Now, you may say, “So what! She’s got health insurance, doesn’t she? I work 897 hours a week and I can’t afford to pay for health insurance and Obama took all of my tax refund because of it,” and so on and so forth. Some may say, “Who cares?! She only has another year until she can retire. A year isn’t that long!” And to a degree, you’re kinda right, she does have okayish health insurance right now. And, yea, she can retire in a year. But that’s a whole year, with just kinda okayish health insurance, at a severely underpaid position. I don’t know if any of you have any experience with diabetes, but it can be an extremely expensive disease to have. It requires a lot of monthly medical equipment – glucose monitors, test strips, lancets, a complete upturning of your diet, and a lot of exercise and hard work. All of which cost money.
Her insurance will cover part of the equipment she’ll need every month, but it doesn’t touch anything else. Gym memberships are not free, and the unfortunate truth in this country is, the healthy food is expensive. Sugar free snacks are 5x the price of Little Debbie’s, and the wheat bread is $4 a loaf, where the regular bread is a couple bucks. Fresh fruits and vegetable are usually astronomically higher than the high sodium, high sugar, canned ones. And her health insurance does not care about that. Which is whatever, no health insurance covers food, the issue is, she’s so underemployed that she can’t afford to either. Yet, she still makes “too much” to be eligible for food stamps or any kind of assistance. So, she’s left trying to figure out how to feed herself food that won’t contribute to killing her, while still keeping her lights on. It’s a tight rope to walk.
Then she’s left trying to determine how she’s supposed to get all of this exercise that the doctors keep recommending. Again, she’s 64, with terrible arthritis, heart issues, and she works full-time. By the time she gets home, she has about enough energy to cook herself and my grandpa some dinner before she’s down for the count. She can’t afford any of the programs or gyms that could help her exercise comfortably, because all of her money is going to medication, testing supplies, food she can eat, and keeping her bills paid. She’s left with virtually no options, because she’s drowning in underemployment. All she can do is hope that her health will allow her to work until she’s eligible to retire, and hope that the state of our country still allows her retirement to be there when she does.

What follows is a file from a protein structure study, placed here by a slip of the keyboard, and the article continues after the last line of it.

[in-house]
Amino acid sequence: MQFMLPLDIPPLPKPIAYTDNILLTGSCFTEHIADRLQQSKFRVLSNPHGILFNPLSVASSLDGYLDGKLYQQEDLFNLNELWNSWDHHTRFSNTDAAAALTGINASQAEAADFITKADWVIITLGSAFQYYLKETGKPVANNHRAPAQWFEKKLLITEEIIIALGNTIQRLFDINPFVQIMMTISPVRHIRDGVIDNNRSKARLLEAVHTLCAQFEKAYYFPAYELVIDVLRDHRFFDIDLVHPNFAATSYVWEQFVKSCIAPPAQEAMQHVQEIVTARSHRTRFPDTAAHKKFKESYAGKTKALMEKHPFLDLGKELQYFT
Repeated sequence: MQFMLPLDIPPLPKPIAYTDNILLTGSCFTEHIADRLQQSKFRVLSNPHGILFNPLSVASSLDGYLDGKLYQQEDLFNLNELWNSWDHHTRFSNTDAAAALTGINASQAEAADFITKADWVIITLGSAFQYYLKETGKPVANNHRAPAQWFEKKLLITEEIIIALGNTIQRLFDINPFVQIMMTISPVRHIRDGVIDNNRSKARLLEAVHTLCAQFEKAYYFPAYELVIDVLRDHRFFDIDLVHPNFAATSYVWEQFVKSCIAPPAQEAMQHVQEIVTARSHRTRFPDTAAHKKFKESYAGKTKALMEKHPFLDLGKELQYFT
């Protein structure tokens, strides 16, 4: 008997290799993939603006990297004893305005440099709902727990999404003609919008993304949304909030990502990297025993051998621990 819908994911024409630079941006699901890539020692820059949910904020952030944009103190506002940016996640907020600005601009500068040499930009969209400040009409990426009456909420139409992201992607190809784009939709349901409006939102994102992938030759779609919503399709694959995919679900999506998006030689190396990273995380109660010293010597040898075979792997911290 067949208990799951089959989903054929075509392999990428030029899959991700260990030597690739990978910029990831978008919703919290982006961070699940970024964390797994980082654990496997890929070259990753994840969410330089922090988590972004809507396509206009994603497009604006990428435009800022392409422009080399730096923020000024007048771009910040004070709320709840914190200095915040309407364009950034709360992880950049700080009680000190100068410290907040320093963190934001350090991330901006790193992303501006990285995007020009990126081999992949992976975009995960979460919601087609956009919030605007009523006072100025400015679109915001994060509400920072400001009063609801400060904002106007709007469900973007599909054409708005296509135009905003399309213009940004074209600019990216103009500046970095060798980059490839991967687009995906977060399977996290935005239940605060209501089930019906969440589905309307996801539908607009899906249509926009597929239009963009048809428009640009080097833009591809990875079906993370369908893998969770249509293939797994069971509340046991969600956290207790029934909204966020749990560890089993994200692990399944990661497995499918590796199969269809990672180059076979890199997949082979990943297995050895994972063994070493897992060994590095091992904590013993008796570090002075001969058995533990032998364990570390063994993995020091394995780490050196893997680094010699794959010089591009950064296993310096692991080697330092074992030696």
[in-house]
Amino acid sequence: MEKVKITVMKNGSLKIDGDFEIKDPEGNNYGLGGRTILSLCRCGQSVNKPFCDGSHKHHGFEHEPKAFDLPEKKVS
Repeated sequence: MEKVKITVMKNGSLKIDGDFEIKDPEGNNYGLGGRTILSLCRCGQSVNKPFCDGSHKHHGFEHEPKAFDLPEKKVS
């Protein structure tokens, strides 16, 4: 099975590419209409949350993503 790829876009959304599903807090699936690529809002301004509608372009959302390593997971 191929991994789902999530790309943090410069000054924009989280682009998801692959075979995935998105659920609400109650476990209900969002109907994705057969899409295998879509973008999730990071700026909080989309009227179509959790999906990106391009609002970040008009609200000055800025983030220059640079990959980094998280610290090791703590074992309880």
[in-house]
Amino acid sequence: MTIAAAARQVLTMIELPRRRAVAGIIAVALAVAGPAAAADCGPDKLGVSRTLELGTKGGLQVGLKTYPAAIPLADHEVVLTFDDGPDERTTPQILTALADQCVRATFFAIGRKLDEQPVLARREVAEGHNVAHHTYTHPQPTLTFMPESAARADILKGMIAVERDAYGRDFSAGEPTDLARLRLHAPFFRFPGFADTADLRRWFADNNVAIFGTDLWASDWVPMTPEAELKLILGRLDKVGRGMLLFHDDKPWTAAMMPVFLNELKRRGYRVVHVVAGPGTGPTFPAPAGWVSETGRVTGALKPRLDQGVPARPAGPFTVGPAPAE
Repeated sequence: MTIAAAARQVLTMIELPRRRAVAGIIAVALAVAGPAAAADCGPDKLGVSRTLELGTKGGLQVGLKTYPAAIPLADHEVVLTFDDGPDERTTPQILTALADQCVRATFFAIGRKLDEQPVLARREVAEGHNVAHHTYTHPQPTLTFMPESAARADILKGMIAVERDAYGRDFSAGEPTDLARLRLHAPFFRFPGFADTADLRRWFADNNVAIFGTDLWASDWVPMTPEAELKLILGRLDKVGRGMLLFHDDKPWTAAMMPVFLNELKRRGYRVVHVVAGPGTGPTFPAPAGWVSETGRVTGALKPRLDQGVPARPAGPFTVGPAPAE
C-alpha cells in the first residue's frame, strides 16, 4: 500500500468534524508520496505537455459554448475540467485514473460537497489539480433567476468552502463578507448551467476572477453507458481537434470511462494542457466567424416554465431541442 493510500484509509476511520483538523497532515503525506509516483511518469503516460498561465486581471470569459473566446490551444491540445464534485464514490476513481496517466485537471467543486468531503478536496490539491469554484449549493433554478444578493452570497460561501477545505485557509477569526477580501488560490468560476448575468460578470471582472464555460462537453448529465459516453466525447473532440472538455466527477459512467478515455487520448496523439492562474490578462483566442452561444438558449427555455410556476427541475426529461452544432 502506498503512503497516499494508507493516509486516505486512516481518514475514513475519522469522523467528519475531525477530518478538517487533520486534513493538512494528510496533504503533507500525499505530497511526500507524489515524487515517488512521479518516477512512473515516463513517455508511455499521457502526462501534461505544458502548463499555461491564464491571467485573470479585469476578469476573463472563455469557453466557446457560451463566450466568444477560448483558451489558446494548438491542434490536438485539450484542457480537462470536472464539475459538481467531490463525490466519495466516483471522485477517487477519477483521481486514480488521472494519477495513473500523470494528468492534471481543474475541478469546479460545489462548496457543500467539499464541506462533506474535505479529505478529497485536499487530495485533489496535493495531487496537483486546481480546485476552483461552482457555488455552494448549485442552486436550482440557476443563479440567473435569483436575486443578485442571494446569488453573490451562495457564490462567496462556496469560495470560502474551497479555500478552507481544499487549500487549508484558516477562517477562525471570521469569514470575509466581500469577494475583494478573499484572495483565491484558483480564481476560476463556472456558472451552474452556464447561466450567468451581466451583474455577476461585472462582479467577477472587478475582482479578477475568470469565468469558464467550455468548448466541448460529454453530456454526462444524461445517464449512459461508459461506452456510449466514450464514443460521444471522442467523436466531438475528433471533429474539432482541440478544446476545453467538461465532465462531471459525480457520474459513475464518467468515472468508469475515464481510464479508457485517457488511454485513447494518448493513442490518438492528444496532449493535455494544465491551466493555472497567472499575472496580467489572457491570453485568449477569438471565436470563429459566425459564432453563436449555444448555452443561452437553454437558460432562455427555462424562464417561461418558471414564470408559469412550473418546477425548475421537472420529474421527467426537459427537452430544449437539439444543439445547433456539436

There’s a problem in this country, and it is not just a dirty millennial problem. It’s an everybody problem. It’s a problem for the 24-year-old writing articles in her dimly lit 2 bedroom. It’s a problem for the 35-year-old single mother trying to support her kids on her own, and it’s a problem for my 64-year-old grandmother who’s trying to get her diabetes under control so she can squeeze as many years as she can out of this life with the ones she loves. It’s a fucking epidemic, and it’s affecting everyone. No one should ever have to worry about whether they’re paying the light bill or buying their medication this month. Especially not when they have a fucking job.
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Andrea is a freelance writer based out of Kentucky. She is the mother to a 3 year old little girl and step-mother to a 6 year old boy. She’s been married to her husband and best friend for 5 years. She enjoys fishing, camping, hiking and the occasional glass of wine by a bonfire.